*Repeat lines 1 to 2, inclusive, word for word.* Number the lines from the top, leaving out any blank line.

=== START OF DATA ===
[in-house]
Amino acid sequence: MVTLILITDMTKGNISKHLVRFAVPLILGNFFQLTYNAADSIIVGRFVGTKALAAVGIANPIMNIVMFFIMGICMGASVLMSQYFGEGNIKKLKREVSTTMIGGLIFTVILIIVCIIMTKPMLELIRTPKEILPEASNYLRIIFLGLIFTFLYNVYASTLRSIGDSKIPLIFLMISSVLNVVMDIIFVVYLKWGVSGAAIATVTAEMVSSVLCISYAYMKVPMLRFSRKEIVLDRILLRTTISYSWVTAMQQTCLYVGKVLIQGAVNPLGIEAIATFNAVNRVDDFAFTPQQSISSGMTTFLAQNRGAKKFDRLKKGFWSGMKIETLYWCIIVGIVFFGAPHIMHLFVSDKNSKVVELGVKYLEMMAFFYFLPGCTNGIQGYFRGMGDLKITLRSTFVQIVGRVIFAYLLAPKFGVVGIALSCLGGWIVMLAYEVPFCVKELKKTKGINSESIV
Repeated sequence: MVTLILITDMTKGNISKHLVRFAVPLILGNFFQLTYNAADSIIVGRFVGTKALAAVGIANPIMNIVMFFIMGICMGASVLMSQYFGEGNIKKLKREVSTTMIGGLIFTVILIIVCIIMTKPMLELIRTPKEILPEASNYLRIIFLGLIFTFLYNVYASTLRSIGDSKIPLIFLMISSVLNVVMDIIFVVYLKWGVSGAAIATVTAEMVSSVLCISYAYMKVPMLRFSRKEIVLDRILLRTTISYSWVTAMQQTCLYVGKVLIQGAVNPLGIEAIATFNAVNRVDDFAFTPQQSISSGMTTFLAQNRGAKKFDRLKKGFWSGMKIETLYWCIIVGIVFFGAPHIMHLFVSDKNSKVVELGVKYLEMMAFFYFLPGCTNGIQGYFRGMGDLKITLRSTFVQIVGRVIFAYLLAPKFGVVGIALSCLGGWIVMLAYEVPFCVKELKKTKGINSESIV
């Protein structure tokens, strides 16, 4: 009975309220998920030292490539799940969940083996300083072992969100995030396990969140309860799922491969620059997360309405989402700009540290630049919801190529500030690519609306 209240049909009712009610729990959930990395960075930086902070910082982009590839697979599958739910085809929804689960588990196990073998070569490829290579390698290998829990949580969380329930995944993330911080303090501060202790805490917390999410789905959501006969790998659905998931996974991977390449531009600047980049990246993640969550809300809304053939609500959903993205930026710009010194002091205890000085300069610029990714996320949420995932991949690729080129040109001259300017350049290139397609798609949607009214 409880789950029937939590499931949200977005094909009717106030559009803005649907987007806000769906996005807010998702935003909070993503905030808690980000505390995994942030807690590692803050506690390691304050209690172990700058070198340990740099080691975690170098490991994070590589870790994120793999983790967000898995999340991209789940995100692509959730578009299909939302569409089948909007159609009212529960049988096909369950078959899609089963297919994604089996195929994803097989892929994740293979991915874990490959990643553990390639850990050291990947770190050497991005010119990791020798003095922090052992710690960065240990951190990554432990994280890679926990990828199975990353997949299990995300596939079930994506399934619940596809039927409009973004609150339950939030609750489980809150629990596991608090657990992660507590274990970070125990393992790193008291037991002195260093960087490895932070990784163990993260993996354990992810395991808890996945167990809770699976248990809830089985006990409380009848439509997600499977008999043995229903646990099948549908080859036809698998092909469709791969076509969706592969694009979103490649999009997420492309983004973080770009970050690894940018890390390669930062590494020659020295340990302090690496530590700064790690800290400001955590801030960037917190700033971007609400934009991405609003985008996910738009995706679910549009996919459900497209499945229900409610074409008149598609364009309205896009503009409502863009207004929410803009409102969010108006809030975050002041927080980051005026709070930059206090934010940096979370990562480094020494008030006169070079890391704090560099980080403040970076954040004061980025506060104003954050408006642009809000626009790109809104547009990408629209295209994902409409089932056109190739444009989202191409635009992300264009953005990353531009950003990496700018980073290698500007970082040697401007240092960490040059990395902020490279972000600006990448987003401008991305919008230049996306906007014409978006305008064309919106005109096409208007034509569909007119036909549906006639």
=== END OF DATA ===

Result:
[in-house]
Amino acid sequence: MVTLILITDMTKGNISKHLVRFAVPLILGNFFQLTYNAADSIIVGRFVGTKALAAVGIANPIMNIVMFFIMGICMGASVLMSQYFGEGNIKKLKREVSTTMIGGLIFTVILIIVCIIMTKPMLELIRTPKEILPEASNYLRIIFLGLIFTFLYNVYASTLRSIGDSKIPLIFLMISSVLNVVMDIIFVVYLKWGVSGAAIATVTAEMVSSVLCISYAYMKVPMLRFSRKEIVLDRILLRTTISYSWVTAMQQTCLYVGKVLIQGAVNPLGIEAIATFNAVNRVDDFAFTPQQSISSGMTTFLAQNRGAKKFDRLKKGFWSGMKIETLYWCIIVGIVFFGAPHIMHLFVSDKNSKVVELGVKYLEMMAFFYFLPGCTNGIQGYFRGMGDLKITLRSTFVQIVGRVIFAYLLAPKFGVVGIALSCLGGWIVMLAYEVPFCVKELKKTKGINSESIV